|Publication number||US5109555 A|
|Application number||US 07/455,389|
|Publication date||May 5, 1992|
|Filing date||May 24, 1989|
|Priority date||May 27, 1988|
|Also published as||EP0370092A1, EP0370092B1, WO1989011263A1|
|Publication number||07455389, 455389, PCT/1989/95, PCT/CH/1989/000095, PCT/CH/1989/00095, PCT/CH/89/000095, PCT/CH/89/00095, PCT/CH1989/000095, PCT/CH1989/00095, PCT/CH1989000095, PCT/CH198900095, PCT/CH89/000095, PCT/CH89/00095, PCT/CH89000095, PCT/CH8900095, US 5109555 A, US 5109555A, US-A-5109555, US5109555 A, US5109555A|
|Original Assignee||Hans Fickler|
|Export Citation||BiBTeX, EndNote, RefMan|
|Patent Citations (11), Referenced by (12), Classifications (7), Legal Events (3)|
|External Links: USPTO, USPTO Assignment, Espacenet|
The invention relates to a scoop litter for the transporting an injured person. There are principally two types of litters and namely rigid, possibly folding litters, to use in which, the injured person must be lifted up and placed on the litter. In the second type, the so-called "scoop litter" which is divided along its longitudinal axis, the longitudinal braces are equipped with support elements, which can be pushed under the injured person like a series of scoops, without the person having to be lifted in order to perform this action. Such scoop litters are extremely useful in cases where the injured person has suffered a spinal injury. In these cases, incorrect lifting can be extremely dangerous to the injured person. This is true not only for transport from the scene of the accident to the hospital, but also during treatment at the hospital itself. This is because at the hospital, an x-ray is first taken, in order to determine the nature and extent of the injury. A first observation generally takes place while the injured person is still lying on the litter on which the patient was brought to the hospital. Present designs of scoop litters only permit this to a limited extent. X-rays can only be taken vertically to the support surface of the litter. X-rays cannot be taken from the sides since the metallic parts, and in particular the braces of the litter, are made of metal. An X-ray picture taken from the side is often insufficient to determine the exact location of the injury.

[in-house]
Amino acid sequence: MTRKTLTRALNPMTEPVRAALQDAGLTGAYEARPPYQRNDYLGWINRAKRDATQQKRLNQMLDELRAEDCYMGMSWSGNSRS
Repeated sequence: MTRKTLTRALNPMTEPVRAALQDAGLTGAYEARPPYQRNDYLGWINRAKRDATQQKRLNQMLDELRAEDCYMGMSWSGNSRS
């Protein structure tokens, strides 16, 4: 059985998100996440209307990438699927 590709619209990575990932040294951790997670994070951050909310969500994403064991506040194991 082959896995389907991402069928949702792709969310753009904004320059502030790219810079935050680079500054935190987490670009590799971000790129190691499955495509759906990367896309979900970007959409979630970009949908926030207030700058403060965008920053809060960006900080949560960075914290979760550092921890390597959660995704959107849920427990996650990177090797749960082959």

If an X-ray must be taken from the side, the patient must be lifted off the litter on which he was brought into the hospital, which under certain circumstances, can be dangerous to the patient.
Therefore, it is one object of the invention to provide a scoop litter which will permit both vertical and side X-rays to be taken. This represents a great improvement for the patient, for the personnel and for the radiologist and also reduces the risk to the patient. It is a necessity to take X-rays of a person lying on a litter. Thus, for example EU-A-0110 851 describes a litter to which support elements made of plastic can be retrofitted for this purpose. Nonetheless, even with the retrofit such litter does not fulfill the above-mentioned requirements, because it does not permit X-rays to be taken from the side. In addition, this litter is designed solely for use within the hospital and is not a litter which permits the conveyance from the scene of the accident to the hospital which permits a subsequent X-rays examination at the hospital without the patient having to be lifted from the litter. The manufacture of a litter which permits X-rays to be taken from the side of the patient lying upon it has only become possible through the use of recently developed materials for the braces.
The connection of the bearing elements to the braces, especially where these are intended to pivot, also presents certain difficulties because of occurring high local loads.